Signaling pathway and dysregulation of PD1 and its ligands in lymphoid malignancies.
Tumor cells evade immune destruction, at least partially, by upregulating inhibitory signals to limit effector T cell activation. Programmed death 1 (PD-1) is one of the most critical co-inhibitory molecules limiting the T-cell antitumor response. PD-1 and its ligands, PD-L1 and PD-L2, are overexpressed by various types of tumors as well as reactive cells in the tumor microenvironment. A growing body of evidence has shown the clinical efficiency and minimal toxicity of PD-1 pathway inhibitors in patients with solid tumors, but the role of these inhibitors in lymphoid malignancies is much less well studied. In this review, we analyze the pathologic role of the PD-1 pathway in most common lymphoid malignancies and we organize the clinical data from clinical trials of PD-1 pathway inhibitors. Several anti-PD-1 regimens have shown encouraging therapeutic effects in patients with relapsed or refractory Hodgkin lymphoma, follicular lymphoma, and diffuse large B-cell lymphoma. Additional progress is needed to foster an improved understanding of the role of anti-PD-1 therapy in reconstituting antitumor immunity in patients with lymphoid malignancies. Upcoming trials will explore the clinical efficiency of combining PD-1 pathway inhibitors and various agents with diverse mechanisms of action and create more therapeutic possibilities for afflicted patients.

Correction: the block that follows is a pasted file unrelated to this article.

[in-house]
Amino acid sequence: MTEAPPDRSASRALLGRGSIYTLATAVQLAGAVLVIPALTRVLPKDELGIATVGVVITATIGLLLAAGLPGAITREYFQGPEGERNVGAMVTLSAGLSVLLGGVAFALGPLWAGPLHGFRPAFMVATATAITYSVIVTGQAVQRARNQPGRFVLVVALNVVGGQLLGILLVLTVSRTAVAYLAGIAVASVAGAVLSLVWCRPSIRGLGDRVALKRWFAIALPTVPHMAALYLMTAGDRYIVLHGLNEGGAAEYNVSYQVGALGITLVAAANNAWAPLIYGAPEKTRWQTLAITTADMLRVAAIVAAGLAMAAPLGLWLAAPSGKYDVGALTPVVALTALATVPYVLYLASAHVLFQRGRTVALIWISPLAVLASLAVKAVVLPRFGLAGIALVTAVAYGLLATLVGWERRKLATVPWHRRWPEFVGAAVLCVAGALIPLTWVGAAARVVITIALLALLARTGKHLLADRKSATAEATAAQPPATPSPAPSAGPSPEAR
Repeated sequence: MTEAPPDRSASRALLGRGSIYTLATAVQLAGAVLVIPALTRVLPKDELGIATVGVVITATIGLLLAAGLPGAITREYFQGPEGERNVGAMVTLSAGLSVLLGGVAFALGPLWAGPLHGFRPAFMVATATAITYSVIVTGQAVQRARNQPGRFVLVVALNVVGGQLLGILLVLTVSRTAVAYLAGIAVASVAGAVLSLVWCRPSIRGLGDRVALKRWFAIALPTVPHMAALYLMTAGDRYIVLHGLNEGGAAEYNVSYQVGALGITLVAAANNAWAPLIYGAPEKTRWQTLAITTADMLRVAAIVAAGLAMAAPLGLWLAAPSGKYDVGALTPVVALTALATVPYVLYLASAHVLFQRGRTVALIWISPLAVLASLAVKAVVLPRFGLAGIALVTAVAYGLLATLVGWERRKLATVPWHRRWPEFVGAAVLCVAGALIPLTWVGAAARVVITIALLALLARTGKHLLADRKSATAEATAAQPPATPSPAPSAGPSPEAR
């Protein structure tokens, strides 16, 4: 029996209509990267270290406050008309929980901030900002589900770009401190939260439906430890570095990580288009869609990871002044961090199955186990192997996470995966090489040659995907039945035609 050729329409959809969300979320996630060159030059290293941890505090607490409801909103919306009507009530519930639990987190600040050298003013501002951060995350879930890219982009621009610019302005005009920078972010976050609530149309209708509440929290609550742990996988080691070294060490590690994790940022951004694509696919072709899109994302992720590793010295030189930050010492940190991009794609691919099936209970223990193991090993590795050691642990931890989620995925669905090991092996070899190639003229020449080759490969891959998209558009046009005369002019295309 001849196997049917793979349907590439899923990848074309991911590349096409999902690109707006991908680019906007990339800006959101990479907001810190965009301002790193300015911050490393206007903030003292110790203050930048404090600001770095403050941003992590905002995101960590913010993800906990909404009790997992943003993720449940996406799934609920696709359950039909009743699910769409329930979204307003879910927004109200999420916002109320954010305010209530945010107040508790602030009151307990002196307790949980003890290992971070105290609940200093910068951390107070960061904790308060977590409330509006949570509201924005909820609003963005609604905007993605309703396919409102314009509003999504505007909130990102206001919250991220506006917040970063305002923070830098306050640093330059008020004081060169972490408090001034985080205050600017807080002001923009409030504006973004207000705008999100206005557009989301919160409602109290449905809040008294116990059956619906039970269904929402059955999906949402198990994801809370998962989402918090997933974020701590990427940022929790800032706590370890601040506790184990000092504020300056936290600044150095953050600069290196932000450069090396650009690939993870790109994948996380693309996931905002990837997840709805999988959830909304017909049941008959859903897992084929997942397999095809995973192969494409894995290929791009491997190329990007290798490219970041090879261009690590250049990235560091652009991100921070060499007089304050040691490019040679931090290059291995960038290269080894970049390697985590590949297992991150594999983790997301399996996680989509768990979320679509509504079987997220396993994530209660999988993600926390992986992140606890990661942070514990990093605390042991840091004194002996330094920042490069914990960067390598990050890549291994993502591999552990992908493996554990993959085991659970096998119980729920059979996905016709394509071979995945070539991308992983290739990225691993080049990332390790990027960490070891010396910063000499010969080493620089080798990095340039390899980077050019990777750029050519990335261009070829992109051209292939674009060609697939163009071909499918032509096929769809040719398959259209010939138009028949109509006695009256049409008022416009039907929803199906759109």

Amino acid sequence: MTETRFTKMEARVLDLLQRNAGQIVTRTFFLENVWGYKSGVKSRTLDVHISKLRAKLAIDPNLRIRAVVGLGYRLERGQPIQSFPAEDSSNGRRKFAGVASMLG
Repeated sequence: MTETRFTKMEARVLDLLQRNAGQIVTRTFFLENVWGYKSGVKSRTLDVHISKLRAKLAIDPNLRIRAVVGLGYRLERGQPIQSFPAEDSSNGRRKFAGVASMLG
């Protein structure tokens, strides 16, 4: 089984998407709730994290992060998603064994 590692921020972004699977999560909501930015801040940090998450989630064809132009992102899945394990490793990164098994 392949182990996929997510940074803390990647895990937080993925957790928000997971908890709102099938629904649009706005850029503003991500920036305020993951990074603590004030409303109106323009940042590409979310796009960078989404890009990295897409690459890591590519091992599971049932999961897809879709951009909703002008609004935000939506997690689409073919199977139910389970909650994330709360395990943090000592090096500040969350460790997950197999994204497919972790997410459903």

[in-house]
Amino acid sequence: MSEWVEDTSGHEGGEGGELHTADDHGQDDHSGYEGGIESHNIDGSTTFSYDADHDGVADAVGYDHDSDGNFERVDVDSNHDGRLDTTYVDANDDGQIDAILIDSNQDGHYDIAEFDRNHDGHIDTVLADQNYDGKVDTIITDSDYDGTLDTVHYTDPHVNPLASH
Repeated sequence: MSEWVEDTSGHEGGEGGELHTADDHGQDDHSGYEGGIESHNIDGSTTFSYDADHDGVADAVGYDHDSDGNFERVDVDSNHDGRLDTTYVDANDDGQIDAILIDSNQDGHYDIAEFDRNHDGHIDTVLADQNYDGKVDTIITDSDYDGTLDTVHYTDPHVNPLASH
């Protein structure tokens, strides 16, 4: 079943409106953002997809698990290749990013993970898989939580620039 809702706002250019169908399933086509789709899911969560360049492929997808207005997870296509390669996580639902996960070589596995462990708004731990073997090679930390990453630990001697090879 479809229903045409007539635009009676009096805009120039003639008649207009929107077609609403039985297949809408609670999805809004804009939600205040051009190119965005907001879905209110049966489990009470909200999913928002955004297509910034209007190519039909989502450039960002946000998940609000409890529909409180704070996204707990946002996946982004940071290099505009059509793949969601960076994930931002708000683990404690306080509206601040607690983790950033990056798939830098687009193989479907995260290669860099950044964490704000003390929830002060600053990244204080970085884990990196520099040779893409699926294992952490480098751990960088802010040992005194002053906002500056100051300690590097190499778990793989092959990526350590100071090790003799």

Xia, Y; Jeffrey Medeiros, L; Young, KH
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